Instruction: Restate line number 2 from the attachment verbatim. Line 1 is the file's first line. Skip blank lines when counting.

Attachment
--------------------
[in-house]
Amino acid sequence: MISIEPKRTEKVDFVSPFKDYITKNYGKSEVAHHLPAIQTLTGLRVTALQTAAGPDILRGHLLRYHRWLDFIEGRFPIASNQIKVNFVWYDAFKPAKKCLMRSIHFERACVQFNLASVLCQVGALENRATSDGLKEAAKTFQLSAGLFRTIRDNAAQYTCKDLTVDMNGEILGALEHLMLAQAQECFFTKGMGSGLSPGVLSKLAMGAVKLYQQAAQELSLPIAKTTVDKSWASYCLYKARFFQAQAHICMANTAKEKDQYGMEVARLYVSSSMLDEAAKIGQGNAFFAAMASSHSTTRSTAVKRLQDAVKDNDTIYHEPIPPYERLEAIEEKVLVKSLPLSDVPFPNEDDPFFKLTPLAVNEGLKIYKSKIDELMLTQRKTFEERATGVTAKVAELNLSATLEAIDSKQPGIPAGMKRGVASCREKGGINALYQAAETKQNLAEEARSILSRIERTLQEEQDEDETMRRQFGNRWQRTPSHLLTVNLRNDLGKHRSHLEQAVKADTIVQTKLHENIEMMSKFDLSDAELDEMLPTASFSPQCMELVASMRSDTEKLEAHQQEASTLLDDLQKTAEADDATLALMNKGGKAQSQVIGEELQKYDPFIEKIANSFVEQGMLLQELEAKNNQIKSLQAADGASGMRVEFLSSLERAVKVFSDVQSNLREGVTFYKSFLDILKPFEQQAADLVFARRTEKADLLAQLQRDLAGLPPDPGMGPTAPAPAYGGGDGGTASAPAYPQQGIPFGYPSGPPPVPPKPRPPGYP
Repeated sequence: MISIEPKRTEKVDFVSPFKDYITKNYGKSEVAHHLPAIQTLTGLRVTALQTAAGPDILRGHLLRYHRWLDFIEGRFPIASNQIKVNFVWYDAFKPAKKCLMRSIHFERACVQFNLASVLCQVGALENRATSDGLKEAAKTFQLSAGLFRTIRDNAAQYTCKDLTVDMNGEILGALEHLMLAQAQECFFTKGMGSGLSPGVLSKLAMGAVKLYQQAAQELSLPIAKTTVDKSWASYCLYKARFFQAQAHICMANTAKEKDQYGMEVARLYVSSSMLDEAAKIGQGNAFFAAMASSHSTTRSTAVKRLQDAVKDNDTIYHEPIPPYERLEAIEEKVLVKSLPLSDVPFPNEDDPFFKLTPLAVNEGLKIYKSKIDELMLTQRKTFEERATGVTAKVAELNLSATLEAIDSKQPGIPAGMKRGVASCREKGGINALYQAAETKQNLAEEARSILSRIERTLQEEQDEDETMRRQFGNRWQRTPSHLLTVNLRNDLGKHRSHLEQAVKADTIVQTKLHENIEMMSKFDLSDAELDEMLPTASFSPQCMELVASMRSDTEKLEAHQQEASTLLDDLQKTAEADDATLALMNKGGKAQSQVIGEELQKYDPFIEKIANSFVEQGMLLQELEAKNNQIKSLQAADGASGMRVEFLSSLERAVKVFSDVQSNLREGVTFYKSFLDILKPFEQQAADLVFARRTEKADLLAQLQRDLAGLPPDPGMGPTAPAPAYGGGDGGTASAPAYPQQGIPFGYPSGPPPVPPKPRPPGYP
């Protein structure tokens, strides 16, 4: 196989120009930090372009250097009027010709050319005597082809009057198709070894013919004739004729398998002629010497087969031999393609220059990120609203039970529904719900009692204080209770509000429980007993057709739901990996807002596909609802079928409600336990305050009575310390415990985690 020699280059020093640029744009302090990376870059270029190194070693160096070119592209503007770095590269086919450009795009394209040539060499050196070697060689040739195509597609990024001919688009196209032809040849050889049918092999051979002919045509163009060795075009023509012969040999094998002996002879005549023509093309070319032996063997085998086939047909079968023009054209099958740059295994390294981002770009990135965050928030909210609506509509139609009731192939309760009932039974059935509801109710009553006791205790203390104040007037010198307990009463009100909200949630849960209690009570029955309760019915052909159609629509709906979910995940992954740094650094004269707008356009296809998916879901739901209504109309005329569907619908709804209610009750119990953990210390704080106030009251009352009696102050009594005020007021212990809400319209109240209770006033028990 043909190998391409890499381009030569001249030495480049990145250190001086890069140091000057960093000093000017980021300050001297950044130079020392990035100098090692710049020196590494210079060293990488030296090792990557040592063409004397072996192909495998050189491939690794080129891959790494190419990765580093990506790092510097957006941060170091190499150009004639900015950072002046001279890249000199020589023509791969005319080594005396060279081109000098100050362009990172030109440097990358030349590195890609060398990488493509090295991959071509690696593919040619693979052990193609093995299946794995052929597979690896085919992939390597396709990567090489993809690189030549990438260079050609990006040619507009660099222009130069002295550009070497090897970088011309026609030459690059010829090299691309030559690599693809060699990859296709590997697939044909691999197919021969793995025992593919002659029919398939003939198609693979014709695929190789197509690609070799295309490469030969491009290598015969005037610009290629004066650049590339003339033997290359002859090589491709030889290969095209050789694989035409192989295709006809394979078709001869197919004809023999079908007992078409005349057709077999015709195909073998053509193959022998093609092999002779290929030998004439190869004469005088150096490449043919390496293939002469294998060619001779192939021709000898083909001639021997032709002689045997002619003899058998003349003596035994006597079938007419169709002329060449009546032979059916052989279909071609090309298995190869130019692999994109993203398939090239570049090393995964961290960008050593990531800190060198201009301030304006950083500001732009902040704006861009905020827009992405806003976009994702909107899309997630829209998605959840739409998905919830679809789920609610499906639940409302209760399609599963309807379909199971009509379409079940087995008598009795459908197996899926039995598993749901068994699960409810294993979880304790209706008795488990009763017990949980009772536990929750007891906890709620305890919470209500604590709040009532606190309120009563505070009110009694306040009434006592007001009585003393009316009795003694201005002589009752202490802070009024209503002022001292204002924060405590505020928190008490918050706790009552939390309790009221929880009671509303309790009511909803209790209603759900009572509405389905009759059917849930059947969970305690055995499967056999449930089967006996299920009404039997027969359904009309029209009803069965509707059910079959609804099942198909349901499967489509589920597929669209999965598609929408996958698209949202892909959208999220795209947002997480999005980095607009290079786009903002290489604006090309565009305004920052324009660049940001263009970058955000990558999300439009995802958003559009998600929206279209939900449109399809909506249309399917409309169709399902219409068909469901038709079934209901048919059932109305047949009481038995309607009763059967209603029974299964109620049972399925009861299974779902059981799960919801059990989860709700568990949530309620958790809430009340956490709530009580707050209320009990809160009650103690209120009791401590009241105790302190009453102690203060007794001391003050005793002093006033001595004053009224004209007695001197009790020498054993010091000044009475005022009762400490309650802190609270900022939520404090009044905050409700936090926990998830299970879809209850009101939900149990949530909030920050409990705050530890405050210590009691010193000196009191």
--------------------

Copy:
Amino acid sequence: MISIEPKRTEKVDFVSPFKDYITKNYGKSEVAHHLPAIQTLTGLRVTALQTAAGPDILRGHLLRYHRWLDFIEGRFPIASNQIKVNFVWYDAFKPAKKCLMRSIHFERACVQFNLASVLCQVGALENRATSDGLKEAAKTFQLSAGLFRTIRDNAAQYTCKDLTVDMNGEILGALEHLMLAQAQECFFTKGMGSGLSPGVLSKLAMGAVKLYQQAAQELSLPIAKTTVDKSWASYCLYKARFFQAQAHICMANTAKEKDQYGMEVARLYVSSSMLDEAAKIGQGNAFFAAMASSHSTTRSTAVKRLQDAVKDNDTIYHEPIPPYERLEAIEEKVLVKSLPLSDVPFPNEDDPFFKLTPLAVNEGLKIYKSKIDELMLTQRKTFEERATGVTAKVAELNLSATLEAIDSKQPGIPAGMKRGVASCREKGGINALYQAAETKQNLAEEARSILSRIERTLQEEQDEDETMRRQFGNRWQRTPSHLLTVNLRNDLGKHRSHLEQAVKADTIVQTKLHENIEMMSKFDLSDAELDEMLPTASFSPQCMELVASMRSDTEKLEAHQQEASTLLDDLQKTAEADDATLALMNKGGKAQSQVIGEELQKYDPFIEKIANSFVEQGMLLQELEAKNNQIKSLQAADGASGMRVEFLSSLERAVKVFSDVQSNLREGVTFYKSFLDILKPFEQQAADLVFARRTEKADLLAQLQRDLAGLPPDPGMGPTAPAPAYGGGDGGTASAPAYPQQGIPFGYPSGPPPVPPKPRPPGYP